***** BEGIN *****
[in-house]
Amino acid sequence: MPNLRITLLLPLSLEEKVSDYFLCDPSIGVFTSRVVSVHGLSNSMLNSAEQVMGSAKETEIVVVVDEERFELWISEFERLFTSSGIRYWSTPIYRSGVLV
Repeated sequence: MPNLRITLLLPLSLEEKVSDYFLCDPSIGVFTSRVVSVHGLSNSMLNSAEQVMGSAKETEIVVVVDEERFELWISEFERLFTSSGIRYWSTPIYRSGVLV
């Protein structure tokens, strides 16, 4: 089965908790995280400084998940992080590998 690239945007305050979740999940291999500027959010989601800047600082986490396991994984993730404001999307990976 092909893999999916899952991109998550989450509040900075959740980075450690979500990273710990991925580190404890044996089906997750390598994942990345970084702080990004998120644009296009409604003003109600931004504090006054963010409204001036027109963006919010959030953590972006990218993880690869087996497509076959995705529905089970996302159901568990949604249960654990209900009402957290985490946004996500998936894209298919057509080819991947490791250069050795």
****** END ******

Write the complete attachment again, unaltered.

[in-house]
Amino acid sequence: MPNLRITLLLPLSLEEKVSDYFLCDPSIGVFTSRVVSVHGLSNSMLNSAEQVMGSAKETEIVVVVDEERFELWISEFERLFTSSGIRYWSTPIYRSGVLV
Repeated sequence: MPNLRITLLLPLSLEEKVSDYFLCDPSIGVFTSRVVSVHGLSNSMLNSAEQVMGSAKETEIVVVVDEERFELWISEFERLFTSSGIRYWSTPIYRSGVLV
């Protein structure tokens, strides 16, 4: 089965908790995280400084998940992080590998 690239945007305050979740999940291999500027959010989601800047600082986490396991994984993730404001999307990976 092909893999999916899952991109998550989450509040900075959740980075450690979500990273710990991925580190404890044996089906997750390598994942990345970084702080990004998120644009296009409604003003109600931004504090006054963010409204001036027109963006919010959030953590972006990218993880690869087996497509076959995705529905089970996302159901568990949604249960654990209900009402957290985490946004996500998936894209298919057509080819991947490791250069050795």